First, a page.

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Dolphins Generations: Ryan Tannehill And Bob Griese

Posted Jan 10, 2013

Current and 1972 players share their views on different football topics.

Who is/was the toughest player you’ve faced?

Ryan Tannehill: “It’s tough because there are so many great players in this league. I mean, you have Aldon Smith and Patrick Willis on San Francisco, J.J. Watt in my first game at Houston, and Darrelle Revis with the New York Jets. It’s hard to pick one name because there are Pro Bowlers all over the place. Those pass rushers, Aldon Smith and J.J. Watt, really stick out because of their athletic ability. You see these guys that are rushing the passer these days and they all run 4.6 or 4.5 with arms almost out to the floor. They’re just so long and create such a weapon for defenses to put pressure on the quarterback.”

Bob Griese: “The toughest player I faced that season was Mean Joe Greene in the AFC Championship Game. He was always talking to me saying he would come back and visit me in the pocket.”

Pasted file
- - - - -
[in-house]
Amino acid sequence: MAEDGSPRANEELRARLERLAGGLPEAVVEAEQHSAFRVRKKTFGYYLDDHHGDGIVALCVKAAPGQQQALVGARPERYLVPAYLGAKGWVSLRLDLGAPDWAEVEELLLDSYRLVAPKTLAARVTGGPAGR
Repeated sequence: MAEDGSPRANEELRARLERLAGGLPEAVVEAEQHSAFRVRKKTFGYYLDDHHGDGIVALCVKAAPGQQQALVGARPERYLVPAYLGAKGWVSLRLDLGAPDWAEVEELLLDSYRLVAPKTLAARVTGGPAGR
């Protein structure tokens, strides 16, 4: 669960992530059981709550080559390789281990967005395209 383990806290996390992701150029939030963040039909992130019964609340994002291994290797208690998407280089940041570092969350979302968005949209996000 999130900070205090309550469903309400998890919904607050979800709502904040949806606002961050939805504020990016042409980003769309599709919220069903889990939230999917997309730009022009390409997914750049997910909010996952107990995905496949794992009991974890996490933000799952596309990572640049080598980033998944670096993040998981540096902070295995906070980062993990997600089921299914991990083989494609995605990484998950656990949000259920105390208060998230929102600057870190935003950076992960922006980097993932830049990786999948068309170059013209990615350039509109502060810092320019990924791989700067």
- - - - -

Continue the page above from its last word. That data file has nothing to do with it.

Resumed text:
Who sets/set the bar at your position?

Tannehill: “There are some really good ones to choose from, starting with Tom Brady and Peyton Manning. Drew Brees has been up there for the past number of years. I guess the guy most similar to me is Aaron Rodgers because he runs around a little bit. I like to get outside the pocket and do that as well as throw on the run.”

Griese: “Definitely the guy who set the bar at my position that year was Joe Willie Namath just because he was who he was.”

What has been/was the most memorable moment of your career?

Tannehill: “I think the game-winning drive we had against Seattle at home because it was a big win for us. It came down to the last drive and we were able to go win it at the end.”

Griese: “I’d say winning the Super Bowl over the Washington Redskins to complete our undefeated season. That really was our goal after losing in the Super Bowl the year before. Going undefeated just happened as a result. The second-most memorable moment was breaking my leg and dislocating my ankle.”

What is your best Coach Philbin/Coach Shula story?

Tannehill: “I’d have to say his dancing after wins because it’s classic. It’s a little bit of like a Riverdance mixed with an elf dance maybe. I’m not sure how to classify it, but he does it after most wins. We get him pumped up and he hits the dance.”

Griese: “Actually, my best Coach Shula story took place in the Super Bowl the year before against Dallas. took a 29-yard sack and came to the sideline and Coach Shula always liked to call plays, so I said, ‘All right, you like to call plays? It’s third-and-29. You’ve got this one.’ And he said, ‘Oh, no, you got us into this mess, you get us out of it.’ That was the one I remember best.”
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